DR offers a behind the scenes tour that takes an hour. Go on it. It’s an amazing look at everything backstage. And the 5:00 one I was on today was the first where we could take pictures of the venue. We had a giant tour party of 2 people so it was really nice – we got to see everything.
So first they take you through the press area. You see the lounge (where you will sometimes see interviews of the stars), the cafeteria (reporters eating – boring & a little nauseating), and the work area (lots of reporters banging away on keyboards).
Then onto the delegates/acts area. First the cafeteria for the acts and the first thing I saw was Jedward. They’re in there talking to people at a number of the tables. Lots of people eating – cool mainly for the possible sightings of the stars.
Next is the lounge where the acts can hang out without the press or anyone else bothering them. The Australian TV team was in there but it’s very rare press is allowed in that location. The other guy on the tour is from Australia and he waved an Australian flag he had and the reporter came over. He was in heaven – it was the ultimate meet for him. And nice for me to say hi to her again – I met her last year.
In the lounge there’s doors all around it – a dressing room for each country. A couple of the acts were in there (the lounge – we didn’t go in the dressing rooms).
Next was the hair salon. We could only peer around the edge but it looked like there were 2 rows of 10 or more stations – just for hair. The tour guide said they go through gallons of hair spray per hour. Although probably less this year than last.
Next is a room just for the heads of each delegation. This gives them a private place to
trade votes discuss any issues that arise and get away from everyone else (except nosy tour groups).
After that we saw the prop room. No spoilers about what we saw but there were some interesting items in there.
Then right behind the stage where all the stage settings are. Each act’s equipment is on a pallet with rollers so they can move everything up quick, then pull the previous act’s stuff off and place the new act’s stuff up – in 40 seconds. Looking at the layout and the amount of stuff on some pallets I don’t see how they can do all that in 3 minutes, yet they do it in 40 seconds.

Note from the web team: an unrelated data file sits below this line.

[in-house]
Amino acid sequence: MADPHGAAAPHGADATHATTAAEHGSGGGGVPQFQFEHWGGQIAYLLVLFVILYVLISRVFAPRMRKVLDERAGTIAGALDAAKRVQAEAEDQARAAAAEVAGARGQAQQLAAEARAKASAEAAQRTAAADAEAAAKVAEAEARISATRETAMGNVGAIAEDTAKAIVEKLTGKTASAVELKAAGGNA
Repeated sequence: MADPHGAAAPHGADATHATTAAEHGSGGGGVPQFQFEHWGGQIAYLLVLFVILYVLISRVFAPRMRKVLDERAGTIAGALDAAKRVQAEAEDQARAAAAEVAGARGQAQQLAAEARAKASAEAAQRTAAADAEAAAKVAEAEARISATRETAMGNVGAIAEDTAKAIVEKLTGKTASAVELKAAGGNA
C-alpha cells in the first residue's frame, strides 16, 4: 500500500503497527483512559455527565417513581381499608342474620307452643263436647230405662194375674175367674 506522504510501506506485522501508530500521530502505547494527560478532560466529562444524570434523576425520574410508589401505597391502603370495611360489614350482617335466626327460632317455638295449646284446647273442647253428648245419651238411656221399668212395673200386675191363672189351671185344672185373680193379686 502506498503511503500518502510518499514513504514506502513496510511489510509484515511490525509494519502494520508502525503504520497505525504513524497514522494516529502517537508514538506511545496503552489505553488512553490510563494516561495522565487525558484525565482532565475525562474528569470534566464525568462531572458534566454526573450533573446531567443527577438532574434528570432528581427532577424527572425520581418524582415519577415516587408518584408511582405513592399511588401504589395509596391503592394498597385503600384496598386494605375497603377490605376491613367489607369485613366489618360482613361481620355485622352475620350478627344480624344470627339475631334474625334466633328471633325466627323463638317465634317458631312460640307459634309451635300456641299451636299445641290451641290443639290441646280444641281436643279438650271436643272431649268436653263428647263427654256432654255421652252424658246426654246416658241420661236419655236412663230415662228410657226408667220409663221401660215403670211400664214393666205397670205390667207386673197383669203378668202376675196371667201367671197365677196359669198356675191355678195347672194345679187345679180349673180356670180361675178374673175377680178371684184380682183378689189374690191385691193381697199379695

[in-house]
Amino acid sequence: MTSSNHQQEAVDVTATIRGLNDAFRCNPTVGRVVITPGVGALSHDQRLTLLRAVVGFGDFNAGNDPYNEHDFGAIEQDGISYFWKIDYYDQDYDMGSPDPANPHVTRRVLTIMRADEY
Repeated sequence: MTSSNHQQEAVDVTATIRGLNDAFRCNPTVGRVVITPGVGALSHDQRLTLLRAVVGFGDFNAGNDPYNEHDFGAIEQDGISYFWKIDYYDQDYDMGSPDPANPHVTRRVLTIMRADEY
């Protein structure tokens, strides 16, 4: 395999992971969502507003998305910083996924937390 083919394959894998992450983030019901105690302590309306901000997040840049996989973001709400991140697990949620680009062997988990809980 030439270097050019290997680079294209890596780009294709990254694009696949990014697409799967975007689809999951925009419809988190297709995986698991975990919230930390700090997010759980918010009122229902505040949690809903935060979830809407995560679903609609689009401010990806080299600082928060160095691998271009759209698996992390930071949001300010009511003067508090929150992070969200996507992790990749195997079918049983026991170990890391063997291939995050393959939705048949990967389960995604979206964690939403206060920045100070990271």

Next was outside in back where they have the video and audio control rooms, recording, etc. Plus the backup units. Plus offices for everyone who works there (and has pretty much lived there the last couple of weeks).
They have 3 recordings of each show between the dress rehearsals and jury show. If something goes wrong like a power outage or nuclear bomb, they then switch to the best pre-recorded version – because it’s broadcasting live in 37+ countries and a dead signal would be a bigger problem than an atomic bomb. So the show will go on.
I can’t describe the auditorium & the stage. It is beyond incredible. But the impact is so much more than the sum of the parts. Being inside a building where the ceiling is 5 or 6 stories high has impact. Incredible impact. The stage itself which, with the prow pointing out and water along the edges, does give an abstract impression of the bow of a boat.
Note to people who have floor tickets. One of the cameramen working there said the best spot is not at the point of the prow, but instead in along one of the sides of it so you are up close to the main part of the stage.
Behind the standing area (which is about twice the size of Malmo’s), on the floor, is the green room. The acts will be sitting there on the floor watching the show, with each also having a TV screen so they can see the broadcast. That’s a mixed blessing for the – they get to be part of the entire experience. But when they see someone else nail it, that’s going to have an impact. I think it’s really cool that they’ll be right there.
In the entry before the floor when you come in there’s a bar and a shop selling ESC stuff. That’s the last thing I want but if you want a drink before the show – they have it available.
I haven’t seen any performance yet and that’s the true measure. But I am betting that this will present better than Malmo. It’s definitely worthy of Eurovision.